Tiki bartender J. Popo Galsini

As a demonstration of how each of the names on the list of influential bartenders can be an almost bottomless rabbit hole of drink history and culture, here’s a piece I wrote for the Daily Beast on Mr. Galsini (1900-1982). It’s quite long, but I feel like I barely scratched the surface.


Well, that was a hugely entertaining read!

One can only hope more bizarre kinks from his life will surface in the future.

For giggles, here’s a link to Garret Richard’s refinement of the Saturn:

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A great piece, David, and a particularly fun Pynchon pastiche.

Out of curiosity, were Galsini’s career movments in line with the other master Filipino tiki bartenders of the era? While I know they were all heavily recruited, he comes off as a notably restless hired gun (not to mention restless husband).

Thank you, gentlemen. That sounds like a good Saturn. I had one the other night at Latitude 29 that really seemed like it was designed by Rocketdyne.

As for the other

[oops] Pinoy bartenders, I get the sense that Galsini was at the high end of the range when it came to mobility. Even when he had a great job, like he did at the Island and the Outrigger, he wouldn’t–or couldn’t–stick with it. But the careers of the original Filipino Tiki stars are tough to chart.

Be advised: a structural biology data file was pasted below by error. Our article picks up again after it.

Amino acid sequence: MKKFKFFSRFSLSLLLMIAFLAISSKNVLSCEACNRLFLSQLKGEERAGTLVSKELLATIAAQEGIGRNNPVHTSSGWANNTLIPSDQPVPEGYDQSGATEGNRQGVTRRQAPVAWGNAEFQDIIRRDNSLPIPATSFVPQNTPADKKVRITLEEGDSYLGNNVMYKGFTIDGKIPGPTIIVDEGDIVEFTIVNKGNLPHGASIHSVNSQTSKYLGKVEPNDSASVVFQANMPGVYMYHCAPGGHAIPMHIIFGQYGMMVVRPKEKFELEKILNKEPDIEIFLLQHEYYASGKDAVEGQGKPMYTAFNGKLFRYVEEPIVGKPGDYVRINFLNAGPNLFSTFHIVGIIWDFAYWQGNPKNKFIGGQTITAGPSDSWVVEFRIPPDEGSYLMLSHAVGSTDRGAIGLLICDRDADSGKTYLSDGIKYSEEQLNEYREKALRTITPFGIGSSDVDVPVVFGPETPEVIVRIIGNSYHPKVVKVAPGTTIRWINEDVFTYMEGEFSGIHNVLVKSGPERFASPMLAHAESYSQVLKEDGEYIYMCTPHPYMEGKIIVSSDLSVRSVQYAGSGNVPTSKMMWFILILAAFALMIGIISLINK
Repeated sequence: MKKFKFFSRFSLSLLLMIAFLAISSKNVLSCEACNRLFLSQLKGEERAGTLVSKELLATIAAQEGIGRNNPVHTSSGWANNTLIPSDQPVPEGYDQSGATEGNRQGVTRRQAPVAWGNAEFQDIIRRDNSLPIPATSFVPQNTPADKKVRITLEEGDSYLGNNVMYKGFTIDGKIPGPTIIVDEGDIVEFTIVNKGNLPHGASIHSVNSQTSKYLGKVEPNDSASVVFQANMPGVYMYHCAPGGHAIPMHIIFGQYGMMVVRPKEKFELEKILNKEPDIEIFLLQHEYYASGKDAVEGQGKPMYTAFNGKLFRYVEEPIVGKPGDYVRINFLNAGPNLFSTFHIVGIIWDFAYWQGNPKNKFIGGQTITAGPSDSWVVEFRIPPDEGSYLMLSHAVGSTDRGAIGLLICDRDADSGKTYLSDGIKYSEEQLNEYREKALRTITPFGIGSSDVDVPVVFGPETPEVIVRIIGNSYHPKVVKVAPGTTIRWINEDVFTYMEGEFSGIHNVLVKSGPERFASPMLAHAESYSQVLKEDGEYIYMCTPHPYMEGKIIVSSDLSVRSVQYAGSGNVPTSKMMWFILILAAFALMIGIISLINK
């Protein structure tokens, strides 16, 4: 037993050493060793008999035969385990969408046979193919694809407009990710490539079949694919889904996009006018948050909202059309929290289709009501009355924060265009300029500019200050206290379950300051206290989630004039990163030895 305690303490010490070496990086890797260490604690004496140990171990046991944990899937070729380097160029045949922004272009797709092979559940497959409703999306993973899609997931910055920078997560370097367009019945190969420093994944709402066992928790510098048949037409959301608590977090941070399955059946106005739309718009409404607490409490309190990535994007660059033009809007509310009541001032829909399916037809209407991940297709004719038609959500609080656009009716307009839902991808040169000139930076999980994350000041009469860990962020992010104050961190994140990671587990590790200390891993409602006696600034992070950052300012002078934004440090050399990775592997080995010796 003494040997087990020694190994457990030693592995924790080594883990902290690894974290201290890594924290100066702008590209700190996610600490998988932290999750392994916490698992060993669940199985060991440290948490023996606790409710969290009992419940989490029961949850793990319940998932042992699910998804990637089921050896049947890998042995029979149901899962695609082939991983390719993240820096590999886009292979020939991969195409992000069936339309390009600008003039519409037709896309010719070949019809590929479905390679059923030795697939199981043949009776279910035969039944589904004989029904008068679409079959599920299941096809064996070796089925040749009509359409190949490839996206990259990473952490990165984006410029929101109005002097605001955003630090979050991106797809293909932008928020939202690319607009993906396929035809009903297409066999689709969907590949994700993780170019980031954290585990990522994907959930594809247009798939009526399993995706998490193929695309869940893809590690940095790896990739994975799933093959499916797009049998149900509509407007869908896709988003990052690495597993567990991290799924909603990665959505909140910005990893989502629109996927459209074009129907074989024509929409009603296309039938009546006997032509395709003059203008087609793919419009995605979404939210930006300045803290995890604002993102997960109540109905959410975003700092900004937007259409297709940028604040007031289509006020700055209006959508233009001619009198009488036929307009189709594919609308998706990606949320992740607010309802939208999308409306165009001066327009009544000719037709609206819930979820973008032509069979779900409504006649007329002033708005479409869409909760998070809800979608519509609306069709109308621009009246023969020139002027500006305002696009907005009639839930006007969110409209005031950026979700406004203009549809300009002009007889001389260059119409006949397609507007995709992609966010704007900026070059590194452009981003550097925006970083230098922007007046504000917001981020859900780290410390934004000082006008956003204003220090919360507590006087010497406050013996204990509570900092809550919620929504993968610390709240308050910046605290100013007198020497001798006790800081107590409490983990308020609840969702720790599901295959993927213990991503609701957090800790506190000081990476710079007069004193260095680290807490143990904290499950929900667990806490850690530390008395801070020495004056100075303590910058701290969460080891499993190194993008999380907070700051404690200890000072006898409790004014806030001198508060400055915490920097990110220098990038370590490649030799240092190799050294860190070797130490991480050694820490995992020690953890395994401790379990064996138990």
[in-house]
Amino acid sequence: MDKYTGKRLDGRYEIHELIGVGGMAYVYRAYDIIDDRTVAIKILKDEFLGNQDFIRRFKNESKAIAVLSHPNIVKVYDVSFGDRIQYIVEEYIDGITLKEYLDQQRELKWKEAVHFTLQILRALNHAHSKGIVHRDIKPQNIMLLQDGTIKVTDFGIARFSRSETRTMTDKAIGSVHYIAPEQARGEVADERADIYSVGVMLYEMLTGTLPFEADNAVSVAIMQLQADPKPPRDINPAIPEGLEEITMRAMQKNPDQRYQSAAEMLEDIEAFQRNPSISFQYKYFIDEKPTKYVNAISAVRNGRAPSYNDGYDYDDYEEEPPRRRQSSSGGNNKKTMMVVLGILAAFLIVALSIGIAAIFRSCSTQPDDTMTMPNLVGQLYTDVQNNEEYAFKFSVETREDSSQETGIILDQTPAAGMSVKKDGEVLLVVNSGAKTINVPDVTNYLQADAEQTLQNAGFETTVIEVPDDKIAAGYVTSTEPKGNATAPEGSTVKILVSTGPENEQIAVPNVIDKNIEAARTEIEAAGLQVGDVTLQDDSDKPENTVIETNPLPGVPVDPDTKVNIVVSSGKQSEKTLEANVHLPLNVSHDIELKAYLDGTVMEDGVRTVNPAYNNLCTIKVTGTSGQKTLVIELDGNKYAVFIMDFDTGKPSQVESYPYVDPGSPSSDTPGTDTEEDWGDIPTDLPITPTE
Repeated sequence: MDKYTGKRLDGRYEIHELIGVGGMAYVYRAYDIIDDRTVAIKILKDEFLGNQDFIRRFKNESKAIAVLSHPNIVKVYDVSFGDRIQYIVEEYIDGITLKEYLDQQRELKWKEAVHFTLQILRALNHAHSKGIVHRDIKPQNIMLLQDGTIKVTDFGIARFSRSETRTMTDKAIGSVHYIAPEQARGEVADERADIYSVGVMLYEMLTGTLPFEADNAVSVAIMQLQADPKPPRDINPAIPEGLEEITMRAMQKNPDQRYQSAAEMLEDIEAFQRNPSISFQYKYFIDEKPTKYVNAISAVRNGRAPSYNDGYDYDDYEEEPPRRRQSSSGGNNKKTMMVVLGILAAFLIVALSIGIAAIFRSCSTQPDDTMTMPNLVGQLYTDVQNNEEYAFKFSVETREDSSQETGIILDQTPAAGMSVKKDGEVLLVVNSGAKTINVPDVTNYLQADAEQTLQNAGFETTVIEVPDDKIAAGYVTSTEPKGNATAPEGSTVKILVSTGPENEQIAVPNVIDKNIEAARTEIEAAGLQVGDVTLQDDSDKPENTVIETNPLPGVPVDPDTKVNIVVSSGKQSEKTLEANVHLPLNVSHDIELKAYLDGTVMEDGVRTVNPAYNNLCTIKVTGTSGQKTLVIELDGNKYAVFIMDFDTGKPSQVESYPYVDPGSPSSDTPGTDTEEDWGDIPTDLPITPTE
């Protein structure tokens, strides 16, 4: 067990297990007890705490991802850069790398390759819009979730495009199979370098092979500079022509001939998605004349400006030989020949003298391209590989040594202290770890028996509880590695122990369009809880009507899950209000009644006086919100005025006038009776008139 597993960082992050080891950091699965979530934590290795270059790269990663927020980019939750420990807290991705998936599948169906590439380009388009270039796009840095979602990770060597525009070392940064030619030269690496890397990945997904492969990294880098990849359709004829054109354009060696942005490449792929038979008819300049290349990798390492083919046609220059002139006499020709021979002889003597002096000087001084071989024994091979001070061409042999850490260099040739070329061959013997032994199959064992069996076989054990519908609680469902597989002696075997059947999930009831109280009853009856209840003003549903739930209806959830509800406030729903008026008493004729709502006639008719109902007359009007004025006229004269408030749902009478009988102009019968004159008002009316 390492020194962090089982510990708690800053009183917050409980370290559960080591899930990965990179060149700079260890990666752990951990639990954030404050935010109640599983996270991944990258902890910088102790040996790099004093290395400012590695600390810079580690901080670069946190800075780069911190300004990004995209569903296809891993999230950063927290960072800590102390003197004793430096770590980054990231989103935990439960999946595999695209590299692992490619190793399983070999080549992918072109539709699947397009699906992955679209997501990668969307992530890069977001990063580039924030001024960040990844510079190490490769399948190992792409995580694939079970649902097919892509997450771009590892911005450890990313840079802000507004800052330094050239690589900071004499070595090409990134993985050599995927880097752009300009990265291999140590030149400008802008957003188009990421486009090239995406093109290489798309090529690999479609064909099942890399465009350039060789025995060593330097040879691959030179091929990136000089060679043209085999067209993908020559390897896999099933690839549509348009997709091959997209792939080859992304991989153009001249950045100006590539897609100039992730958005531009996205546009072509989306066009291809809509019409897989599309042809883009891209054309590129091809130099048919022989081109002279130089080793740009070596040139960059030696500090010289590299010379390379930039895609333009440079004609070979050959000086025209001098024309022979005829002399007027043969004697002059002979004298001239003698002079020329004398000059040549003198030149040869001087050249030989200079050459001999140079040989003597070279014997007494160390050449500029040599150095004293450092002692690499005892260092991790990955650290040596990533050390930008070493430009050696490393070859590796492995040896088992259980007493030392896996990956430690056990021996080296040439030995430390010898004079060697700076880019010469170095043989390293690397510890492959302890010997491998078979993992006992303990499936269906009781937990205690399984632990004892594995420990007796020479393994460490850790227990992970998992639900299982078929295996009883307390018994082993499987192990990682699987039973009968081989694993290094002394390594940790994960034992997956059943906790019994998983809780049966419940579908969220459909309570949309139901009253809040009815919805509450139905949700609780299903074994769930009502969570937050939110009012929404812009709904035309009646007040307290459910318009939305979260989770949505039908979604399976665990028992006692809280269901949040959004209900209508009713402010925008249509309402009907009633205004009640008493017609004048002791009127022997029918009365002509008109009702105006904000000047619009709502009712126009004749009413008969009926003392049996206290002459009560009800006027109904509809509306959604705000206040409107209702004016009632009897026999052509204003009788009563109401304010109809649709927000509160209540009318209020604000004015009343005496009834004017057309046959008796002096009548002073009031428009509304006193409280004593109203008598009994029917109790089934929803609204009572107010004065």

I’m a fan of the Saturn, and of most gin-based tiki drinks, which, I know, are few in number. But that’s just me.

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A few items posted by Scott Schell on a thread about @Splificator’s article on Facebook (I’m shamelessly copying them over here for posterity):

Schell also says Galsini worked at the Hukilau Lounge at the Captain’s Inn in Long Beach in May 1961.

He also shared these images of a mug from the Al Williams Papagayo Room at the Fairmont in San Francisco. Same mug as Kelbo’s, so maybe Galsini worked at the Papagayo, too, at some point.

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Funny, I just finished writing a correction to the article because a tying-up-loose-ends search I did last week turned up both the Hukilau reference and another one indicating that Galsini was working in the late 1940s at the Palm Springs Tennis Club. When I ran the Hukilau reference by Jeff Berry he told me that the Captain’s Grog and the Gold Cup from his Grog Log were from that bar.
The Papagayo Room thing has me stumped; the Kelbo’s mug makes perfect sense, of course. (The Islands ad is one of the things I drew on for the original article.)
The solution, as always, is more research. I hope Scott has some more lines of attack because I’ve basically run out, although you never know.

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Article updated now.